|3-28-18 Education in the News|
Star Ledger--Damned if you do, damned if you don't: What parents should know about how schools handle threats
The heightened sensitivity to gun violence prompted by the killing of 14 students and three staff members at a school in Florida last month has left some New Jersey parents angered by what they see as a lack of information from school districts on how alleged threats are reported to the community.
Parents say this social media post made a threat against a school in Toms River. It has been altered to remove the identity of the person in the photo, as well as offensive language used in the post. (Submitted photo)
What little information does get out about how these districts handled the report of a threat has also prompted criticism. In some cases parents insist districts overreacted, while in others they assert the district failed to take their concerns seriously enough, suggesting officials are damned if they do and damned if they don'
Steve Strunsky| Updated Mar 27, 7:06 PM; Posted Mar 27, 7:05 PM
Star Ledger--After death of Linda Brown, a look at how racial segregation persists in N.J.
Her father, Oliver Brown, tried to enroll the family in an all-white school in Topeka, and the case was sparked when he and several black families were turned away. The NAACP's legal arm brought the lawsuit to challenge segregation in public schools, and Oliver Brown became lead plaintiff in the 1954 Brown v. Board of Education decision by the Supreme Court that ended school segregation.
Chris Sheldon | NJ Advance Media for NJ.com| Posted March 27, 2018 at 09:18 AM | Updated March 27, 2018 at 09:22 AM
Press of Atlantic City-- How will Gov. Murphy’s budget affect South Jersey schools?
No school district in New Jersey will receive less aid than last year, and many will see an increase under Gov. Phil Murphy’s proposed 2018-19 school aid plan released earlier this month.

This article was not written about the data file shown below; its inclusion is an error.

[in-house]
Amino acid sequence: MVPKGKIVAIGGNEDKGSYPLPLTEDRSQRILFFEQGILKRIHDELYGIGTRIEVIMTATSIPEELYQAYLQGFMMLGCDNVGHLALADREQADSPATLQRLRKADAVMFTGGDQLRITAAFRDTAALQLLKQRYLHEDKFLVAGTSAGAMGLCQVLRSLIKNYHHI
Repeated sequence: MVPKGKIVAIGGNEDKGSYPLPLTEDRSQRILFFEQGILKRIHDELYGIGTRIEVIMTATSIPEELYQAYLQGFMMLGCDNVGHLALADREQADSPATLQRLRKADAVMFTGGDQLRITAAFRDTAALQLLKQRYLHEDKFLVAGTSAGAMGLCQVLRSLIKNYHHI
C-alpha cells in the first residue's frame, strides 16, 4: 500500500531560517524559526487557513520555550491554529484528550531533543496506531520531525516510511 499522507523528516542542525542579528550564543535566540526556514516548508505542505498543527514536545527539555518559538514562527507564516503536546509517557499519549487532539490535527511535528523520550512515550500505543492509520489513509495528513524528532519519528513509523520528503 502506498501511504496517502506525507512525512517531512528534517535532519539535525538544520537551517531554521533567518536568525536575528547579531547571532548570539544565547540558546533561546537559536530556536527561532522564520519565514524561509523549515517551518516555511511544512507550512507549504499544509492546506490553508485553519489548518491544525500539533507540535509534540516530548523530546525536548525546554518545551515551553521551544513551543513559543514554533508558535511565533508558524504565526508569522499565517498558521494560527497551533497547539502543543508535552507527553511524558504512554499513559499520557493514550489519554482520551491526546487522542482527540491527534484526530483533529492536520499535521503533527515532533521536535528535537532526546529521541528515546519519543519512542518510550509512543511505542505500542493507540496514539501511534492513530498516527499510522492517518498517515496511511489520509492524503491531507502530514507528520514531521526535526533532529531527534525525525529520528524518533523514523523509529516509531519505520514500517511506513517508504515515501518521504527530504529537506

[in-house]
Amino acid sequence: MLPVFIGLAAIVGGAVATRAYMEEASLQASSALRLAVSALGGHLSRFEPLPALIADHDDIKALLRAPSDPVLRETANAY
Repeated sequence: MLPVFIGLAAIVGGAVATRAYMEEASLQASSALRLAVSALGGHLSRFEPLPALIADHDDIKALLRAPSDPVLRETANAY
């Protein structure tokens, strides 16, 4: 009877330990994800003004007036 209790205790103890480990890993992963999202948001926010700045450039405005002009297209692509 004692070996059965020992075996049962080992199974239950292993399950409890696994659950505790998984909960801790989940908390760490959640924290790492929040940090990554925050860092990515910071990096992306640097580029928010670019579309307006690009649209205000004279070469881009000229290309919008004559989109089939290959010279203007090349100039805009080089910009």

Schools in The Press of Atlantic City’s coverage area, on average, will receive some of the lowest increases, according to county aid totals.
While Murphy has proposed a 3.1 percent increase for Atlantic County schools in his first budget, schools in Cumberland, Cape May and Ocean counties each would receive less than 2 percent more in aid. The state average was 3.5 percent, with the largest bump going to Union County.
NPR--Dept. Of Education Fail: Teachers Lose Grants, Forced To Repay Thousands In Loans
America needs teachers committed to working with children who have the fewest advantages in life. So for a decade the federal government has offered grants — worth up to $4,000 a year — to standout college students who agree to teach subjects like math or science at lower-income schools.
But a new government study obtained by NPR suggests that thousands of teachers had their grants taken away and converted to loans, sometimes for minor errors in paperwork. That's despite the fact they were meeting the program's teaching requirements.
Garden State Coalition of Schools